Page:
These three texts explore the power and potential of music by a renowned musicologist, a celebrated composer, and a Nobel Prize–winning author.
Jan Holcman’s The Legacy of Chopin is a comprehensive study of the great composer’s views on music—including pianism, composition, pedagogy, criticism, and more. Drawing on extensive research from a wide range of sources, Holcman provides essential historical and musicological context for Frederic Chopin’s references and concepts, making his more esoteric ideas accessible to the general reader.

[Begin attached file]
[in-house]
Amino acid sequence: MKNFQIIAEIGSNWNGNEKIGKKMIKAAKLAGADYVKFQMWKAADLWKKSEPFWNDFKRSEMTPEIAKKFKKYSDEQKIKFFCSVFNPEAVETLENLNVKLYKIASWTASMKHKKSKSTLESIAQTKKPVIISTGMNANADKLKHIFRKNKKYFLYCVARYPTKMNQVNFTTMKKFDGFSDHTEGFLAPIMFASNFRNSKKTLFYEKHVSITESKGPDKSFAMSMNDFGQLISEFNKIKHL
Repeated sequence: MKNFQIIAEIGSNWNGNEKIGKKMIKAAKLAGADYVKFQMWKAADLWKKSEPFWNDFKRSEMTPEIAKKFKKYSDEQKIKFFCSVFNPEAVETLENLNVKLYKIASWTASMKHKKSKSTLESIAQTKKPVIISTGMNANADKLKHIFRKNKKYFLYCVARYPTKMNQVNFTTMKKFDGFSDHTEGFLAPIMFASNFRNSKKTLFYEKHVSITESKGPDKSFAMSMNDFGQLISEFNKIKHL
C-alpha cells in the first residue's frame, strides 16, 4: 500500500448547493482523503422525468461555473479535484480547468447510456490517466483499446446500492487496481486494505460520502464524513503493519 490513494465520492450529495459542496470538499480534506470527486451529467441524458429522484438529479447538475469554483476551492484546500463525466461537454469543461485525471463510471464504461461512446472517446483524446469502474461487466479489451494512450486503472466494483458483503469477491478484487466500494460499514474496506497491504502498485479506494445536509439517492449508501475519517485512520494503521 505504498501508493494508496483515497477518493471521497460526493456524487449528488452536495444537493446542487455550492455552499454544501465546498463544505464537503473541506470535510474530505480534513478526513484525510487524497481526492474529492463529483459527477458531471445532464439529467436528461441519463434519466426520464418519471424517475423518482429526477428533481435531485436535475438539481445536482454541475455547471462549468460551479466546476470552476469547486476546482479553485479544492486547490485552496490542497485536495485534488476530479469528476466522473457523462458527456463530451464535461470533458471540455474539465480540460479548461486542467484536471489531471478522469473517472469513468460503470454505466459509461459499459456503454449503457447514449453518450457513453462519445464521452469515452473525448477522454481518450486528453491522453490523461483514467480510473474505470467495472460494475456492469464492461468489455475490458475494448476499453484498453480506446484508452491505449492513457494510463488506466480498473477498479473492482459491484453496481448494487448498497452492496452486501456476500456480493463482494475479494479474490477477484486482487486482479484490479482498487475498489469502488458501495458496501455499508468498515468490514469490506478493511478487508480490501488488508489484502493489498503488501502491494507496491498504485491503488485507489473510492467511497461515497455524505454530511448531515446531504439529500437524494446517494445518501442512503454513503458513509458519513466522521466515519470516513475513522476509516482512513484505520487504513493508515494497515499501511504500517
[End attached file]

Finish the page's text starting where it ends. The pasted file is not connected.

Nobel Prize winning author and devoted pianist André Gide presents inspiring discourse on the power of Chopin’s music in Notes on Chopin. Gide depicts Chopin as a composer “betrayed . . .deeply, intimately, totally violated” by a music community that had fundamentally misinterpreted his work. Notes is a moving and poetic expression of profound admiration for a pioneering composer, and this edition includes rare pages and fragments from Gide’s journals.
In Style and Idea, Austrian composer and music theorist Arnold Schoenberg presents his vision of how music speaks to us and what it is capable of saying. Through a series of essays, Schoenberg discusses the relationship between music and language, new and outmoded music, composition in twelve tones, entertaining through composing, the relationship of heart and mind in music, evaluation of music, and other topics.